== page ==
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First Dispensary in Saskatoon Set To Open—With a “One per Customer” Policy

The Pot Shack is taking steps to prevent running out of supplies.

A.J. Herrington

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First Dispensary in Saskatoon Set To Open—With a "One per Customer" Policy
Joshua Resnick/ Shutterstock

The first legal recreational cannabis dispensary in the Canadian city of Saskatoon opened on Tuesday afternoon with a strict cap on purchases by customers. Saskatoon is the largest city in the province of Saskatchewan.

In a Facebook post prior to the store opening, The Pot Shack notified potential customers of the temporary purchase limit.

“One item per customer,” the post reads.

Geoff Conn, co-owner of The Pot Shack, told the CBC that the store was not instituting a limit on the number of grams a customer could buy.

“Size don’t matter,” Conn said.

There is no legal limit on cannabis purchases in Saskatchewan, but it is illegal to carry more than 30 grams of dry marijuana in public.

Shortage of Legal Pot

Conn characterized the first day of business as a soft opening and added that the limit on purchases was implemented in an attempt to avoid supply shortages.

“If we didn’t do that, we would close tomorrow. And that is not an option,” he said.

Saskatchewan already has five legal dispensaries which have opened since October 17, the day the recreational use and sale of cannabis became legal in Canada. But at least two of those shops, Cannabis Co. YQR in Regina and  Jimmy’s Cannabis Shop, north of Saskatoon in Martensville, have experienced temporary closures because products were in short supply. John Thomas, the president of Jimmy’s Cannabis Shop parent company Prairie Sky Cannabis, said that the opening of The Pot Shack “should help” with the supply problem in the area.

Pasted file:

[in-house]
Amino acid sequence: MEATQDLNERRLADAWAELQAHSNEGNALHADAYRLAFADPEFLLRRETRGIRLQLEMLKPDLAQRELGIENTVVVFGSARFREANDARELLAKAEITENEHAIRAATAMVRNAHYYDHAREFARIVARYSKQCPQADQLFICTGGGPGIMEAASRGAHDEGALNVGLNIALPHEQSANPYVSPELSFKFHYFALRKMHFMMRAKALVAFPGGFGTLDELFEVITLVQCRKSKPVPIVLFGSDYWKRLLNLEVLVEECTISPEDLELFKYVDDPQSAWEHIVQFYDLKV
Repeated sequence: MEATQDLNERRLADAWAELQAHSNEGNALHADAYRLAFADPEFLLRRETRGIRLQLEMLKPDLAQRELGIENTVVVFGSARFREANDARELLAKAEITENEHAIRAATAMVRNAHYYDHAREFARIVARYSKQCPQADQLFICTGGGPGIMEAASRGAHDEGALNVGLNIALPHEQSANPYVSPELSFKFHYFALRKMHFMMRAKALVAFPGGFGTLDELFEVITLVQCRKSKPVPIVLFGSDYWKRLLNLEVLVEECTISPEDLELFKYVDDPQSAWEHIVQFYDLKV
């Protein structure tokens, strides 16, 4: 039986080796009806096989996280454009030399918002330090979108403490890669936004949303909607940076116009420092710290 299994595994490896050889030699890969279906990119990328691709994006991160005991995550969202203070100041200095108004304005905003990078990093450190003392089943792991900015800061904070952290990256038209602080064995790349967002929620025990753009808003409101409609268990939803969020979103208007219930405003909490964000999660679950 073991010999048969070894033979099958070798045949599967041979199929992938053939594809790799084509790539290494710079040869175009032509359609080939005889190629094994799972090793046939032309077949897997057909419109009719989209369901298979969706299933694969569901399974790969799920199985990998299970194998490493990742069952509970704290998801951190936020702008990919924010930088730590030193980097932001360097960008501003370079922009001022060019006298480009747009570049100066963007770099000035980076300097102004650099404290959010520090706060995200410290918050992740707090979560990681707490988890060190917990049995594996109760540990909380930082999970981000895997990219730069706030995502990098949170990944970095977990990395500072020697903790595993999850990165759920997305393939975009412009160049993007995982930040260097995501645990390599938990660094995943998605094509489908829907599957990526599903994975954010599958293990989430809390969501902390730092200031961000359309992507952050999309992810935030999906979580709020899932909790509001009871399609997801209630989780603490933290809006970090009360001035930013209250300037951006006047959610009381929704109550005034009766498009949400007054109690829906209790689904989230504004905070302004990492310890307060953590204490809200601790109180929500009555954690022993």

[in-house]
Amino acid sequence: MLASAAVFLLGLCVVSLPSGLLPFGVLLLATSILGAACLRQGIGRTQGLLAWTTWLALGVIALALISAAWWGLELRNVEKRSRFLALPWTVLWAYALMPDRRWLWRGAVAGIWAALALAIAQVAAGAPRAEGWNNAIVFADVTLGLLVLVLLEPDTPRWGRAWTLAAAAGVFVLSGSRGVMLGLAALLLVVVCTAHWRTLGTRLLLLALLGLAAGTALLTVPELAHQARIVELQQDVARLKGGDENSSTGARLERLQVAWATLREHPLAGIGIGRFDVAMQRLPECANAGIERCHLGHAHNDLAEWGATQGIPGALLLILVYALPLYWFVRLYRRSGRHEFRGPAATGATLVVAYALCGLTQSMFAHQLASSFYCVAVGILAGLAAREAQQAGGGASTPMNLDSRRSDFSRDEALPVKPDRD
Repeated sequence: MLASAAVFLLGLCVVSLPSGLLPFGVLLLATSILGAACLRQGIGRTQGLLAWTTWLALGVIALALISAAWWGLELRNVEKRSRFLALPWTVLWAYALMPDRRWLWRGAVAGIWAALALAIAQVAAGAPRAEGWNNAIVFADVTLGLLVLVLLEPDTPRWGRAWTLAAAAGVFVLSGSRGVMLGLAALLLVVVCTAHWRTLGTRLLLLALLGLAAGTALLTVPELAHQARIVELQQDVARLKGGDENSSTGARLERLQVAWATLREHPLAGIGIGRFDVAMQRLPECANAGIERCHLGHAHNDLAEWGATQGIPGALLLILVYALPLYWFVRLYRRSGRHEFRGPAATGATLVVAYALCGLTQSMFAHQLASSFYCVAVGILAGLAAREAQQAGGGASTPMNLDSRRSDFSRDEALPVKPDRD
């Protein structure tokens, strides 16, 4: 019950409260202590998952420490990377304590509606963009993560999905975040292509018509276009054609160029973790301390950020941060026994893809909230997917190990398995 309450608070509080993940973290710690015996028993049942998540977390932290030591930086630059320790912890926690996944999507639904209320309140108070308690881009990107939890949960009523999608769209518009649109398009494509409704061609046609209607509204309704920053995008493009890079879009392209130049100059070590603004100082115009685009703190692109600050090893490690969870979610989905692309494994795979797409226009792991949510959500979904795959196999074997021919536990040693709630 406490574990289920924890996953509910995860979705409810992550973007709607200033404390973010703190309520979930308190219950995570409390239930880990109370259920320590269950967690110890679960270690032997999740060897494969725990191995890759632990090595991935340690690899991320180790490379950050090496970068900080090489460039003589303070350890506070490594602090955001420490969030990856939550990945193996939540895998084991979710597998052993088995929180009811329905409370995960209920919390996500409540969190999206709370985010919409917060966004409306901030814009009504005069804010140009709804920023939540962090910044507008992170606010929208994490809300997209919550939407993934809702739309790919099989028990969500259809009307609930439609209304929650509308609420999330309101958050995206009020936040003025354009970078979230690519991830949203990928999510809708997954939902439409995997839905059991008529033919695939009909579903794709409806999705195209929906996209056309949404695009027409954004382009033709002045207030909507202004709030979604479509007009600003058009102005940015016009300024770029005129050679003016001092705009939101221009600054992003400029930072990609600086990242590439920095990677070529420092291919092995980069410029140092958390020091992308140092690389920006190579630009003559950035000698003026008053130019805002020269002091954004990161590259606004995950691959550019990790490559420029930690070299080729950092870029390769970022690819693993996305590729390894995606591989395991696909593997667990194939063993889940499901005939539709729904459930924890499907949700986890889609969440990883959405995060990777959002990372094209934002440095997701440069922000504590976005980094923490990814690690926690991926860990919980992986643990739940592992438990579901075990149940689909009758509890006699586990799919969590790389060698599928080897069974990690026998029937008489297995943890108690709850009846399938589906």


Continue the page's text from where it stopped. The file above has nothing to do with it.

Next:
First Nation Opens Dispensary

The Muscowpetung Saulteaux First Nation has opened an unlicensed dispensary in Saskatchewan after passing its own legislation regulating cannabis. The First Nation has asserted it has the right as a sovereign nation to enact cannabis regulations for its land. But authorities with the Saskatchewan Liquor and Gaming Authority, which regulates cannabis commerce in the province, has sent a letter to the First Nation warning that provincial and federal law still apply on the reservation.

On Monday, Anthony Cappo, the chief of the Muscowpetung Saulteaux First Nation, met with Saskatchewan Justice Minister Don Morgan about the unlicensed dispensary. Although he declined to reveal what was discussed, he said that the meeting was positive. Cappo added that he and Morgan have agreed to meet again.

Short Supply in Quebec, too

Product shortages have also hit Quebec after the legalization of cannabis last month. In that province, dispensaries are closed three days each week in an effort to avoid bare shelves.

Andrea Paine, the national director of government relations for Aurora Cannabis, one of Quebec’s licensed producers, said that the shortages did not surprise her.

“You can’t make plants grow faster than they grow. We’re producing as fast as we can,” she said.

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